The poem starts out with the daughter 's visit to her father and demand for money; an old memory is haunting the daughter. feeding off her anger. The daughter calls the father "a ghost [who] stood in [her] dreams," indicating that he is dead and she is now reliving an unpleasant childhood memory as she stands in front of his grave, which make the setting takes place in a cemetery (Clifton 4, 3). Throughout the stanza, the poet use money-related analogy like, "payday" or "bills" to tells the reader that there is a financial issue between the two characters (Clifton 2, 5). She has come to "the paying of the bills," saying her father owns her the compensation for all the unhappiness he put her through, but the father always failed to make his payment (Clifton 5). Also, the poet mentions Friday, which is the most populous day for workers to get paid. The father was supposed to hand over his salary to his wife, but he never had any, possibly because he was unemployed since there was a few recess...
... middle of paper ...
... desperate, and trapped man (Clifton 20). She pities him. In the end, she decides to let bygone be bygone and forgive him. He is dead; what is the point of standing here being angry and collecting money from a poor old corpse. The father is forever in debt and he never will pay the money. Her only possible rational choice is to move on with life.
Through this poem, the poet is trying to say that family members may not always get along, but in the end, no matter how much bitterness or how deep the wound, they will find a way to forgive each other. The whole poem is developed around the theme of forgiveness and understanding. The daughter 's hatred for her father is resolved by understanding her father 's situation and she learns to forgive him. Even today, forgiveness is essential in driving the society forward, not just within the family, but also in the community.
Need Writing Help?
Get feedback on grammar, clarity, concision and logic instantly.Check your paper »
- The title of Lucille Clifton's poem, "forgiving my father", seems to be in sharp opposition with the poem itself. There seems to be no forgiveness, yet the title claims that it is there. The entire poem focuses on the debt of the author's father. "it is Friday." she says, "we have come to the paying of the bills." (1-2). But perhaps it doesn't necessarily mean that it is literally Friday, perhaps she just means it is the end, and maybe the debt isn't one of money, but of love. Clifton is using a monetary debt to symbolize a debt of love and affection.... [tags: Forgiving My Father Essays]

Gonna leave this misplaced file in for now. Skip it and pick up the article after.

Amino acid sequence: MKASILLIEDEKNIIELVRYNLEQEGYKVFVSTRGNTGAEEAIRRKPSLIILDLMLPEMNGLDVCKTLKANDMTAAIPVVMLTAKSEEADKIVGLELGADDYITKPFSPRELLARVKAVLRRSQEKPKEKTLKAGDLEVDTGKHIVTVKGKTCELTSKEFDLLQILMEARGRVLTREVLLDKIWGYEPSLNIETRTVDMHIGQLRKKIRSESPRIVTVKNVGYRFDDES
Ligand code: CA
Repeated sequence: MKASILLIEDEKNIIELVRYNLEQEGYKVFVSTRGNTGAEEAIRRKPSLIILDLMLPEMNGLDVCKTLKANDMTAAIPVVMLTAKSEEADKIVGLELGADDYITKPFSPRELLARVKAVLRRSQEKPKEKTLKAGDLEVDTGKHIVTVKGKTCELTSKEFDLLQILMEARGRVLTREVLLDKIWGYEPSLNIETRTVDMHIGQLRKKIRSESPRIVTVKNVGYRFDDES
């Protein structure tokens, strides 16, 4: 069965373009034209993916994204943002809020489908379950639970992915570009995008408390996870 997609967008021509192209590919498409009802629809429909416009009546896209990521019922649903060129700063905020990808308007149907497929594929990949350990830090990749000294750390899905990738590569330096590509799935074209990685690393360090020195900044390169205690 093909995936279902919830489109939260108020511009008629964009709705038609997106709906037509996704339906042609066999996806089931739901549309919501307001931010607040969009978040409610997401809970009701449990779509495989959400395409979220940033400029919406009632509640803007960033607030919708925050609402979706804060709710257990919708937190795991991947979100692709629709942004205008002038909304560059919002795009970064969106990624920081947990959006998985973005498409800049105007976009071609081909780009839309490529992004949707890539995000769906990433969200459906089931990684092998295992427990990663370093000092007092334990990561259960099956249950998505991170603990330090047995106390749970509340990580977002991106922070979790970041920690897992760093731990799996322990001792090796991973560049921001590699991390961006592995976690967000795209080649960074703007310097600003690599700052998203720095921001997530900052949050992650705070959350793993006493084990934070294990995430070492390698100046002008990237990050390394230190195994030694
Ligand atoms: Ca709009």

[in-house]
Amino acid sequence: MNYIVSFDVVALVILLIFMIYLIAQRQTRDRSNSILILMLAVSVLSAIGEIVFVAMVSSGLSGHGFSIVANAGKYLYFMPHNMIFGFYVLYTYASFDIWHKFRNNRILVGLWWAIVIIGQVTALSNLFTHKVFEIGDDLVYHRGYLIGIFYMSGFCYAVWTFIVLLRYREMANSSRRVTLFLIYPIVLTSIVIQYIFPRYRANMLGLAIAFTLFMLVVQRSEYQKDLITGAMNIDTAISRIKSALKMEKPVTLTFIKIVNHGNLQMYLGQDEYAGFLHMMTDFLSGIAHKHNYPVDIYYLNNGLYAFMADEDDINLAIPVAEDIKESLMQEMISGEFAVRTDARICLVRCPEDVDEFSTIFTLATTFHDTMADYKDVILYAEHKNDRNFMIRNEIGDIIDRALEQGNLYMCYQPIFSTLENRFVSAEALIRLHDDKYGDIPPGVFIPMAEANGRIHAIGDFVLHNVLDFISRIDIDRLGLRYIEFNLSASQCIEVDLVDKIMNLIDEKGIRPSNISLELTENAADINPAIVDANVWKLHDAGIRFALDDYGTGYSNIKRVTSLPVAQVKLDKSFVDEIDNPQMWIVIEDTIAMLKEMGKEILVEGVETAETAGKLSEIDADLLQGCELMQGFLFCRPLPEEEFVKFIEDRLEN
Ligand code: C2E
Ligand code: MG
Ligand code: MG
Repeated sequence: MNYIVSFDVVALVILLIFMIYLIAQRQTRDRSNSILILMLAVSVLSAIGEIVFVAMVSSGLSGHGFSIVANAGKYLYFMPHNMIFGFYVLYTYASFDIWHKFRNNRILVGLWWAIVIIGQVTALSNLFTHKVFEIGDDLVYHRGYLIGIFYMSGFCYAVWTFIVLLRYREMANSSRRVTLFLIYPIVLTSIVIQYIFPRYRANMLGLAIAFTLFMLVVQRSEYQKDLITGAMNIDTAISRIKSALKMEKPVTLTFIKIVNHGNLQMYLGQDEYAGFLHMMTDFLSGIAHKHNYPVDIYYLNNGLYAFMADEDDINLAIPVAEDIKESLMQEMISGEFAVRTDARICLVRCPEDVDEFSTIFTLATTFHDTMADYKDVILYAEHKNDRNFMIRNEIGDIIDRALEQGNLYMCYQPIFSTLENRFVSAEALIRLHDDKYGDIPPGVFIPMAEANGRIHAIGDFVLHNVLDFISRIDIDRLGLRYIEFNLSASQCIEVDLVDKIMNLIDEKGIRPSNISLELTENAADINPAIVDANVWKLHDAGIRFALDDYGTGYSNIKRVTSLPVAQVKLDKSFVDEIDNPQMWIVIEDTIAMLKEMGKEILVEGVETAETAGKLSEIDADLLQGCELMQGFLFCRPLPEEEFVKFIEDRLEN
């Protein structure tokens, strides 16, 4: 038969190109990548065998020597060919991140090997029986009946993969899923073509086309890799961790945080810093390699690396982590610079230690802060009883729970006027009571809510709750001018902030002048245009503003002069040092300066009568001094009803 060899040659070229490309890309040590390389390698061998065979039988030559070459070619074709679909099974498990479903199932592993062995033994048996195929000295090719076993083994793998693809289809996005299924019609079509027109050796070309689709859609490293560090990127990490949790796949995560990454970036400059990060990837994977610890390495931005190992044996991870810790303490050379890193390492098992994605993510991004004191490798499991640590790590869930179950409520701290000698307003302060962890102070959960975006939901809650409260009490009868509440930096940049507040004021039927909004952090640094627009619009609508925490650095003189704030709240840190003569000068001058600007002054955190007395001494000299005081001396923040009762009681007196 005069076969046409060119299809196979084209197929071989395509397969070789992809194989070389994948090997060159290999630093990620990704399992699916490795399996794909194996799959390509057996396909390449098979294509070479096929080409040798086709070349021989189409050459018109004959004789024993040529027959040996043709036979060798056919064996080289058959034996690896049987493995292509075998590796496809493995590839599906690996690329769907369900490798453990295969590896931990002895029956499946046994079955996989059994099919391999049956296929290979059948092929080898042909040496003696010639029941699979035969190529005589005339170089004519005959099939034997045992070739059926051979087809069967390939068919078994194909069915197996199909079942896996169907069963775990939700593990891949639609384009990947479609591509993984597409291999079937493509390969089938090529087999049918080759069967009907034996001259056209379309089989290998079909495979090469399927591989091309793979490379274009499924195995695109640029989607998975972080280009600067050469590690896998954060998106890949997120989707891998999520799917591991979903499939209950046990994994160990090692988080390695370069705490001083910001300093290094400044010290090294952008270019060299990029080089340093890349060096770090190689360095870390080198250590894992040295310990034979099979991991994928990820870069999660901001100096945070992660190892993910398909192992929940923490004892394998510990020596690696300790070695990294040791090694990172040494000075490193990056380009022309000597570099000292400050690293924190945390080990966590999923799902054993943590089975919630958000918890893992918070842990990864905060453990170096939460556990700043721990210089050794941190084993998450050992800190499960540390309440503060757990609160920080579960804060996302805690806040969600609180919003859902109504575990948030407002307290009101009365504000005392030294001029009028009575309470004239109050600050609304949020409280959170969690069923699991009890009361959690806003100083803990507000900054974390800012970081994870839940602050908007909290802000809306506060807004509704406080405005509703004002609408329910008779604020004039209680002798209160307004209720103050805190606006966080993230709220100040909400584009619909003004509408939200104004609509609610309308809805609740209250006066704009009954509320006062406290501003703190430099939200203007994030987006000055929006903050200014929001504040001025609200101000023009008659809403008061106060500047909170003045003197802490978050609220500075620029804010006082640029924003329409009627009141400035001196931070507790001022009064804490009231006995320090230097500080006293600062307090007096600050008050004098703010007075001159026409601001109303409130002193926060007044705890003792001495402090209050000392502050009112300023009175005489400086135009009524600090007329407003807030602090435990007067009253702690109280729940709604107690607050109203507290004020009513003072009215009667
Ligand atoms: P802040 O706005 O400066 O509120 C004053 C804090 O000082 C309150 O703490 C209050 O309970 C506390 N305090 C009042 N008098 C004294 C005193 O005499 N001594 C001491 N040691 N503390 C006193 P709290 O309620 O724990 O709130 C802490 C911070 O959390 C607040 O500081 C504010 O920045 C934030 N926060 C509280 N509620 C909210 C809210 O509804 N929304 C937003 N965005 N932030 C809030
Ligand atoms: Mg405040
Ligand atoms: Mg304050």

655 words (1.9 pages)
- Roseline Conteh Professor Hoeflinger ENWR-106 14 October 2015 Essay 2 Holding onto grudges for a long period of time can sometimes make a person forget that there are some things you have to let go. Forgiveness is the understanding of situations and realizing that they may not be as serious as it was thought to be before. Just from the title of the poem, Forgiving My Father, it could be perceived as a poem that focuses on forgiveness, yet it’s main focus is on the negative qualities of Clifton 's father, who appears to have been a poor patriarch to both his wife and daughter through his own irresponsibility.... [tags: Family, Mother, Forgiveness, Father]
1485 words (4.2 pages)
- An Explication of “forgiving my father” When I first read “Forgiving My Father,” by Lucille Clifton, I was confused about the meaning of the poem. I thought that it was going to be about her forgiving her father, but I never noticed her actually forgiving her father. By analyzing the overall message, the diction, and the structure of “forgiving my father,” I realized that she never did forgive her father. Although she tried to forgive him, there was too much hate, and eventually she walks away from his grave.... [tags: Poetry, Meaning of life, Rhyme, Stanza]
799 words (2.3 pages)
- Cancer and Lucille Clifton's Poetry Sometimes knowledge of someone’s life can be taught by stanzas. It is not always simple being honest and open to discuss past troubles, but it is important that those negative thoughts do not stay bottled inside you. Expressing these feelings can help aid in recovering. Lucille Clifton uses poetry as her therapy to bring out all the shadows in her life. From the beginning of her career with the publishing of Good News About the Earth in 1972 to the most recent addition, Mercy in 2004, we see how Clifton relies on her writing to capture her past.... [tags: Lucille Clifton poem Poet Poems Essays]